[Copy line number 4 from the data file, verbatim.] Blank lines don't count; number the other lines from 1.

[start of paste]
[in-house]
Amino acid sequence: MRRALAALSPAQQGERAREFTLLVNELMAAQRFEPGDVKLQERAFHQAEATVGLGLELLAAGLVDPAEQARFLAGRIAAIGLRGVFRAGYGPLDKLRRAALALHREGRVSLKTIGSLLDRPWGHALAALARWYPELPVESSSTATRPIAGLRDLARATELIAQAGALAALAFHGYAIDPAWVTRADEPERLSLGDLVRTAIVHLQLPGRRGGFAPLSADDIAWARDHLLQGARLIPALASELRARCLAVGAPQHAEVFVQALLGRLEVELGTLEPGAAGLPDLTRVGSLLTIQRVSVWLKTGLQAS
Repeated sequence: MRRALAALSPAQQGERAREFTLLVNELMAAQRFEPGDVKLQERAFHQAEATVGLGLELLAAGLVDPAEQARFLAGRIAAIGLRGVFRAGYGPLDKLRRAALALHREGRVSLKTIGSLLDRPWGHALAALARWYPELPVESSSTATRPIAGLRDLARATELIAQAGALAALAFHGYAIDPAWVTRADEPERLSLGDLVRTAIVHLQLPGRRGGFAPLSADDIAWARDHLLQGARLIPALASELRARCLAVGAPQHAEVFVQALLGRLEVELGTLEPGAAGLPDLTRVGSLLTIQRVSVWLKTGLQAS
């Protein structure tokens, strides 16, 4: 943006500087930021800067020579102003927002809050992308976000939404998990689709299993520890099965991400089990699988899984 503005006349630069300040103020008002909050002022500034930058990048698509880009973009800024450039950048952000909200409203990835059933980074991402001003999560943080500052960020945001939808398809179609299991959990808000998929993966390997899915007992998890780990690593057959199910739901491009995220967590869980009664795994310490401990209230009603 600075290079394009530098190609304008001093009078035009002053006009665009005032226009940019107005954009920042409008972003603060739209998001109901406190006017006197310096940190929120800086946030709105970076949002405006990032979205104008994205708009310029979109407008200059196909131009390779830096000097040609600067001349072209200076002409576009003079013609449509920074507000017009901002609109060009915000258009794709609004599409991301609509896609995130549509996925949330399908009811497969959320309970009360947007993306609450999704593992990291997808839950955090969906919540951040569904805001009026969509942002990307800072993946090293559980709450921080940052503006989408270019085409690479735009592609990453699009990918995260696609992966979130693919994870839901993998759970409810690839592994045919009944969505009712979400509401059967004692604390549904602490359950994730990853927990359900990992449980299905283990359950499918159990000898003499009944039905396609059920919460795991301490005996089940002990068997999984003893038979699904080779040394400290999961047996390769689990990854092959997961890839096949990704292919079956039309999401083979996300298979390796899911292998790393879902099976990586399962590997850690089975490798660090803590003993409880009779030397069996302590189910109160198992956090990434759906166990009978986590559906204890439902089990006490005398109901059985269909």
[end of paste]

């Protein structure tokens, strides 16, 4: 943006500087930021800067020579102003927002809050992308976000939404998990689709299993520890099965991400089990699988899984 503005006349630069300040103020008002909050002022500034930058990048698509880009973009800024450039950048952000909200409203990835059933980074991402001003999560943080500052960020945001939808398809179609299991959990808000998929993966390997899915007992998890780990690593057959199910739901491009995220967590869980009664795994310490401990209230009603 600075290079394009530098190609304008001093009078035009002053006009665009005032226009940019107005954009920042409008972003603060739209998001109901406190006017006197310096940190929120800086946030709105970076949002405006990032979205104008994205708009310029979109407008200059196909131009390779830096000097040609600067001349072209200076002409576009003079013609449509920074507000017009901002609109060009915000258009794709609004599409991301609509896609995130549509996925949330399908009811497969959320309970009360947007993306609450999704593992990291997808839950955090969906919540951040569904805001009026969509942002990307800072993946090293559980709450921080940052503006989408270019085409690479735009592609990453699009990918995260696609992966979130693919994870839901993998759970409810690839592994045919009944969505009712979400509401059967004692604390549904602490359950994730990853927990359900990992449980299905283990359950499918159990000898003499009944039905396609059920919460795991301490005996089940002990068997999984003893038979699904080779040394400290999961047996390769689990990854092959997961890839096949990704292919079956039309999401083979996300298979390796899911292998790393879902099976990586399962590997850690089975490798660090803590003993409880009779030397069996302590189910109160198992956090990434759906166990009978986590559906204890439902089990006490005398109901059985269909």